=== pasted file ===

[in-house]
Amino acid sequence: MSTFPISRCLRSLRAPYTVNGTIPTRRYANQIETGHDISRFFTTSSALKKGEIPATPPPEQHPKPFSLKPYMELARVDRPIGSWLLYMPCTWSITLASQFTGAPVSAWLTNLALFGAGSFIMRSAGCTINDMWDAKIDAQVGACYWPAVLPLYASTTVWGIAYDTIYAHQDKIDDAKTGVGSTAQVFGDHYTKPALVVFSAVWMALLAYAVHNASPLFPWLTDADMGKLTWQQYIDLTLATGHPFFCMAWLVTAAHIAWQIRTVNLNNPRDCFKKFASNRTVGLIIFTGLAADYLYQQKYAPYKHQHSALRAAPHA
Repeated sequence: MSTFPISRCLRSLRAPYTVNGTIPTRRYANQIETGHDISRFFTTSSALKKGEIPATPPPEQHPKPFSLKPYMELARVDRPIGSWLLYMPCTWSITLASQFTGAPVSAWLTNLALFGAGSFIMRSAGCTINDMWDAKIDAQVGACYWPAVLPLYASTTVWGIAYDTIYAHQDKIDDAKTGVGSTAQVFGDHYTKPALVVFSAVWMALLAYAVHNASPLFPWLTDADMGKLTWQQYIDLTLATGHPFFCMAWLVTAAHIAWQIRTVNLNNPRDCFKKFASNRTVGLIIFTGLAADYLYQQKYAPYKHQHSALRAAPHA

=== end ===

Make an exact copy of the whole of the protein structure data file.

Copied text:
[in-house]
Amino acid sequence: MSTFPISRCLRSLRAPYTVNGTIPTRRYANQIETGHDISRFFTTSSALKKGEIPATPPPEQHPKPFSLKPYMELARVDRPIGSWLLYMPCTWSITLASQFTGAPVSAWLTNLALFGAGSFIMRSAGCTINDMWDAKIDAQVGACYWPAVLPLYASTTVWGIAYDTIYAHQDKIDDAKTGVGSTAQVFGDHYTKPALVVFSAVWMALLAYAVHNASPLFPWLTDADMGKLTWQQYIDLTLATGHPFFCMAWLVTAAHIAWQIRTVNLNNPRDCFKKFASNRTVGLIIFTGLAADYLYQQKYAPYKHQHSALRAAPHA
Repeated sequence: MSTFPISRCLRSLRAPYTVNGTIPTRRYANQIETGHDISRFFTTSSALKKGEIPATPPPEQHPKPFSLKPYMELARVDRPIGSWLLYMPCTWSITLASQFTGAPVSAWLTNLALFGAGSFIMRSAGCTINDMWDAKIDAQVGACYWPAVLPLYASTTVWGIAYDTIYAHQDKIDDAKTGVGSTAQVFGDHYTKPALVVFSAVWMALLAYAVHNASPLFPWLTDADMGKLTWQQYIDLTLATGHPFFCMAWLVTAAHIAWQIRTVNLNNPRDCFKKFASNRTVGLIIFTGLAADYLYQQKYAPYKHQHSALRAAPHA